It’s a big day in video games.

Take-Two Interactive said worldwide sales of Grand Theft Auto IV have surpassed $500 million in its first week on the market. More than 6 million games have been sold at a retail value of at least $60 a copy. And id Software announced “Doom 4.”

On its opening day, GTA IV sold 3.6 million units with a retail value of $310 million. Strauss Zelnick, chairman of Take-Two, said in a statement that the game made entertainment history, surpassing the first-day sales of any music title or movie or game.

Microsoft claimed the same thing with the launch of “Halo 3” last year, a game that sold more than $300 million worth in its first week and $170 million in the U.S. alone in its first week. But that game was notably available only on the Xbox 360, while GTA IV is selling on the Xbox 360 and the Sony PlayStation 3.


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From a business view, such sales are astounding and they suggest that the hardcore market for gamers is healthy, regardless of the shift toward casual titles on the PC and the rise of the Nintendo Wii, which appeals to broader audiences beyond young male gamers. GTA IV represents the high tide of the crowd that loves to kick back, defy authority, and play extremely violent crime games. The resiliency of this franchise is amazing, given the U.S. and other parts of the world are stuck in a recession.

That’s great news for Take-Two and its Rockstar division that launched the game. It might force Electronic Arts, which has made a hostile bid for Take-Two, to rethink its $26 a share, or $2 billion offer. Analysts have said that GTA IV sales are baked into the current Take-Two stock price (TTWO: $26.26 today) ; but on the other hand, some analysts have increased their estimates for Take-Two in the past week or so based on higher expectations for GTA IV sales.

Meanwhile, id Software of Mesquite, Texas, announced that it is working on “Doom 4,” the latest series in another high-octane billion-dollar franchise in the video game industry. Judging from past hits, the next Doom game should push the bleeding edge graphics to a new level and present a test as well. Gamers are getting increasingly picky about their games. GTA IV has upped the ante for expectations of a great game.

The designers at id, led by graphics guru John Carmack, are going to have to step up themselves now. It’s a never-ending cycle of one-upping the other guy. I can tell that they’re going to try. That’s because id also noted in its press release announcing Doom 4 that they have a lot of jobs open for skilled developers. These games aren’t getting any cheaper to make and id has here-to-date operated with teams that are much smaller than the average for the industry.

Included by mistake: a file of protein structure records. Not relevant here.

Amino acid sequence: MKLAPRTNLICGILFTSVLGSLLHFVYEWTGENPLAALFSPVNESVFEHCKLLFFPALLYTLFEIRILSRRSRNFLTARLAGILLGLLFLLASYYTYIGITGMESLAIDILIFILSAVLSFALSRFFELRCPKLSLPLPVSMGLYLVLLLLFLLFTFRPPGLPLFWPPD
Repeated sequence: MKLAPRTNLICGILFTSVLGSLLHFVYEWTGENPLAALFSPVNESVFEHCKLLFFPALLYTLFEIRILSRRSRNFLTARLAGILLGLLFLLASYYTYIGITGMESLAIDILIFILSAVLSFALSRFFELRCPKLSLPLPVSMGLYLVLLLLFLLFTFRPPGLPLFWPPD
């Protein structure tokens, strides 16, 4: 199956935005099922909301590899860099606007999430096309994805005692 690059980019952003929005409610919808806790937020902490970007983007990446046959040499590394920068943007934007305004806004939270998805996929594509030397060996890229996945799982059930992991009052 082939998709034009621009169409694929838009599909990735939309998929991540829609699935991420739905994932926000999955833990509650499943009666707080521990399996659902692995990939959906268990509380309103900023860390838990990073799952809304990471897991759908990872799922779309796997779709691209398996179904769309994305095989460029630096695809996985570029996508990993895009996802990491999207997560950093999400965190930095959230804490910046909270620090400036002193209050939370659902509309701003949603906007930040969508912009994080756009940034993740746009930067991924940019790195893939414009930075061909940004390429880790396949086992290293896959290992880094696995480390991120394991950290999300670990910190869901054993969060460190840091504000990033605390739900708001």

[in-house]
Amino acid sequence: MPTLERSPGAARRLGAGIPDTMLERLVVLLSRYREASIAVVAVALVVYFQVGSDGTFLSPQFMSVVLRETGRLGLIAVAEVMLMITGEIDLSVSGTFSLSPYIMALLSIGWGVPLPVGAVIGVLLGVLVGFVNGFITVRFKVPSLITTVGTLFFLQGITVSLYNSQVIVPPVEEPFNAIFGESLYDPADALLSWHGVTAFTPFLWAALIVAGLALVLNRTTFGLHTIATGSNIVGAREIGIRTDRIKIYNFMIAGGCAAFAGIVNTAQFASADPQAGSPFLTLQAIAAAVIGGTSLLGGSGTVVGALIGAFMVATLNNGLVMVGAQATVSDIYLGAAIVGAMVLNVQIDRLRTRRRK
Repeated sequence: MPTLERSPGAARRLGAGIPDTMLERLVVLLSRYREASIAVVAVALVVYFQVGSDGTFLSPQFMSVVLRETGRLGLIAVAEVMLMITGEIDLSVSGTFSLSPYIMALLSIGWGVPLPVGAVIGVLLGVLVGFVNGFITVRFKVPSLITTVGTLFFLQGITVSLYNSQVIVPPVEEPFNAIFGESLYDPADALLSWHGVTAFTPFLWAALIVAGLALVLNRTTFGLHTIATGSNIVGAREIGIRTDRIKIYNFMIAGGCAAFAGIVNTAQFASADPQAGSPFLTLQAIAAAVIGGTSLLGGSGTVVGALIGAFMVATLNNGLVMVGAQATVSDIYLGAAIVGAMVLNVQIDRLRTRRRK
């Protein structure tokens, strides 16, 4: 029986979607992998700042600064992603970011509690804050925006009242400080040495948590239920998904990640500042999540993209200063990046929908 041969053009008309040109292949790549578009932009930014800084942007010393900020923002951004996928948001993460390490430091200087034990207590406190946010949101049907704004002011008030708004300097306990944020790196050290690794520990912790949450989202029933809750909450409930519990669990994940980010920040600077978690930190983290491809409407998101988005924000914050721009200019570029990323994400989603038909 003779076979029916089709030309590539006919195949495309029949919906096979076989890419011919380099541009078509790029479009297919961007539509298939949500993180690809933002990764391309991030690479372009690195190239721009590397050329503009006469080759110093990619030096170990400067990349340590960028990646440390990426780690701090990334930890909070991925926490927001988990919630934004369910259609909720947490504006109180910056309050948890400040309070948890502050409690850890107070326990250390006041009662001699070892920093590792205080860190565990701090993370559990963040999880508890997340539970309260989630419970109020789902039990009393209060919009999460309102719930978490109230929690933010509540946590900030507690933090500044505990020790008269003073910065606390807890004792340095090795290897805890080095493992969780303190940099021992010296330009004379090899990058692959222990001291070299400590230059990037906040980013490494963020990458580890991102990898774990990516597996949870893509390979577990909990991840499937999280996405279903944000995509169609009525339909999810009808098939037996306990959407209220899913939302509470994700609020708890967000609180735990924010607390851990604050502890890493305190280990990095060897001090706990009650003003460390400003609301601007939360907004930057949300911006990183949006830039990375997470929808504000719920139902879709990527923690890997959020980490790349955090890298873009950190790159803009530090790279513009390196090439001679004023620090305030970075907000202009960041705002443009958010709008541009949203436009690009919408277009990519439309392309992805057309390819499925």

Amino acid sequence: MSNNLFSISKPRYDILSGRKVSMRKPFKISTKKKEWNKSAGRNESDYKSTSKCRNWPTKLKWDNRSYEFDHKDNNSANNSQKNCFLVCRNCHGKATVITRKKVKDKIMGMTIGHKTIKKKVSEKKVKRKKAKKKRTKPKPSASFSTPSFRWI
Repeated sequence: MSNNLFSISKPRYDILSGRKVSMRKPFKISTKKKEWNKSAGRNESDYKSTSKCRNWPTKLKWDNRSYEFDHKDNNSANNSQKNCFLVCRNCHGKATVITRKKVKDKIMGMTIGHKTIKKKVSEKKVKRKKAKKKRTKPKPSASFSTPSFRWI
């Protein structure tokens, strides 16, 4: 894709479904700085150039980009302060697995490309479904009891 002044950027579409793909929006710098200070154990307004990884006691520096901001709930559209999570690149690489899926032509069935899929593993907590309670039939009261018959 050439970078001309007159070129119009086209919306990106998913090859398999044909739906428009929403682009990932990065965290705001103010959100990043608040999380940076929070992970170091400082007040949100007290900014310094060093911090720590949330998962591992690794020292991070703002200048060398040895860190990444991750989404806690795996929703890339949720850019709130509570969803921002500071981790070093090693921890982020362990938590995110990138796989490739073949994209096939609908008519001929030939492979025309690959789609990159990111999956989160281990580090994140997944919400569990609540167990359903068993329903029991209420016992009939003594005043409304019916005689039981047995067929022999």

It’s not that hard to see why GTA IV is beating expectations. Sometimes big games can’t live up to the hype. But GTA IV has scored a surprising number of perfect reviews, probably more than any other video game in history, with an average Metacritics score (an aggregation of review scores) of 99 out of 100.

I’ve been playing GTA IV at a casual pace, given my heavy blogging duties. I’m only about 5 percent of the way through the game’s missions (it has a stat page that tells progress). So far, I like it but mainly for the story, not for the graphics. I expected the graphics to blow me away. In some static scenes, it does. I like how the environment changes from day to night, the glowing of nightclub signs, and how real the gritty streets look.

But there are plenty of times where I look at a scene and think, “That looks fake.” When I saw a preview of the game, I only saw what wowed me. Now, naturally, familiarity is sinking in and I’m noticing the things that annoy me. I can, for instance, see some blocky straight lines where there should be smooth curves in the characters. There is also a significant amount of mismatch between the lip movements and sounds of the characters. I went to a dart-throwing bar and it took me a few minutes to find the door that allowed me to get inside the building. I expected that to be better.

But the story is engaging enough to keep me going. My character, an Eastern European immigrant named Niko Bellic, doesn’t even have a weapon yet since it’s so early in the game. But, playing as Niko, I’ve managed to accidentally drive over a lot of pedestrians in my mad rush to be on time for a date with a girl named Michelle or to make an appointment with a loan shark boss. The cops came after me just once, even though I carjacked a few cars and ran over a ton of streetlights. Hence, the realism of the game is a notch below what I expected as well. My driving skills are improving though and I’m behaving better in front of the police now.

I’m not ready to pass judgment on this game yet. But it’s got me playing continuously. And that’s probably true for the rest of the country as well. It will be interesting to see what happens when Nintendo strikes back with the ultimate peaceful game, Wii Fit, on May 19. That title, already a hit in Japan, lets players use a “Wii Balance Board” to weigh themselves and play various fitness games on the Wii console.

I expect the result will be that top flight titles will continue to set new records, but the mediocre titles that launch in the near future are going to suffer. GTA IV is going to have a pretty big blast radius. I’ll probably be playing this one for a while. And when Doom 4 comes out ( no launch date yet), it better be a step above GTA IV.

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